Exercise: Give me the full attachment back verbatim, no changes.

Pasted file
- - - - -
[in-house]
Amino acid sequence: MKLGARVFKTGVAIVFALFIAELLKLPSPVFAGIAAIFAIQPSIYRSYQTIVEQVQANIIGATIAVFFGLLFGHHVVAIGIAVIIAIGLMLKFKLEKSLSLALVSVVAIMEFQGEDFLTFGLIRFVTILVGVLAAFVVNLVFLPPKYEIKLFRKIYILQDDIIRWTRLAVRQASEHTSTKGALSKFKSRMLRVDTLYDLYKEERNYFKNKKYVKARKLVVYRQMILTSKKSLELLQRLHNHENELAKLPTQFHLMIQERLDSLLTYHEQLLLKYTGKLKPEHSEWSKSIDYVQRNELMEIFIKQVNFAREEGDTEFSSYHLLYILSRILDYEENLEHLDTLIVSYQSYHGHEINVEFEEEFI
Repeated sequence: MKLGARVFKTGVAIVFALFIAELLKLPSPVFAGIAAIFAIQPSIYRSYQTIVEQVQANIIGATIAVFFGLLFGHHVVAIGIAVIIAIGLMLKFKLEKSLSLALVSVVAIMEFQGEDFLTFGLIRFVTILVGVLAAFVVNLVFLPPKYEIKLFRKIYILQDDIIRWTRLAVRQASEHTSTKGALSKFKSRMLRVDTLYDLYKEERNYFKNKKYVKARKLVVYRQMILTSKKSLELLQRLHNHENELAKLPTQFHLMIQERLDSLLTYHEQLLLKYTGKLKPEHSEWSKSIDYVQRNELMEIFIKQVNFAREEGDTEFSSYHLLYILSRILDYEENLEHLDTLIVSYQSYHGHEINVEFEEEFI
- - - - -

[in-house]
Amino acid sequence: MKLGARVFKTGVAIVFALFIAELLKLPSPVFAGIAAIFAIQPSIYRSYQTIVEQVQANIIGATIAVFFGLLFGHHVVAIGIAVIIAIGLMLKFKLEKSLSLALVSVVAIMEFQGEDFLTFGLIRFVTILVGVLAAFVVNLVFLPPKYEIKLFRKIYILQDDIIRWTRLAVRQASEHTSTKGALSKFKSRMLRVDTLYDLYKEERNYFKNKKYVKARKLVVYRQMILTSKKSLELLQRLHNHENELAKLPTQFHLMIQERLDSLLTYHEQLLLKYTGKLKPEHSEWSKSIDYVQRNELMEIFIKQVNFAREEGDTEFSSYHLLYILSRILDYEENLEHLDTLIVSYQSYHGHEINVEFEEEFI
Repeated sequence: MKLGARVFKTGVAIVFALFIAELLKLPSPVFAGIAAIFAIQPSIYRSYQTIVEQVQANIIGATIAVFFGLLFGHHVVAIGIAVIIAIGLMLKFKLEKSLSLALVSVVAIMEFQGEDFLTFGLIRFVTILVGVLAAFVVNLVFLPPKYEIKLFRKIYILQDDIIRWTRLAVRQASEHTSTKGALSKFKSRMLRVDTLYDLYKEERNYFKNKKYVKARKLVVYRQMILTSKKSLELLQRLHNHENELAKLPTQFHLMIQERLDSLLTYHEQLLLKYTGKLKPEHSEWSKSIDYVQRNELMEIFIKQVNFAREEGDTEFSSYHLLYILSRILDYEENLEHLDTLIVSYQSYHGHEINVEFEEEFI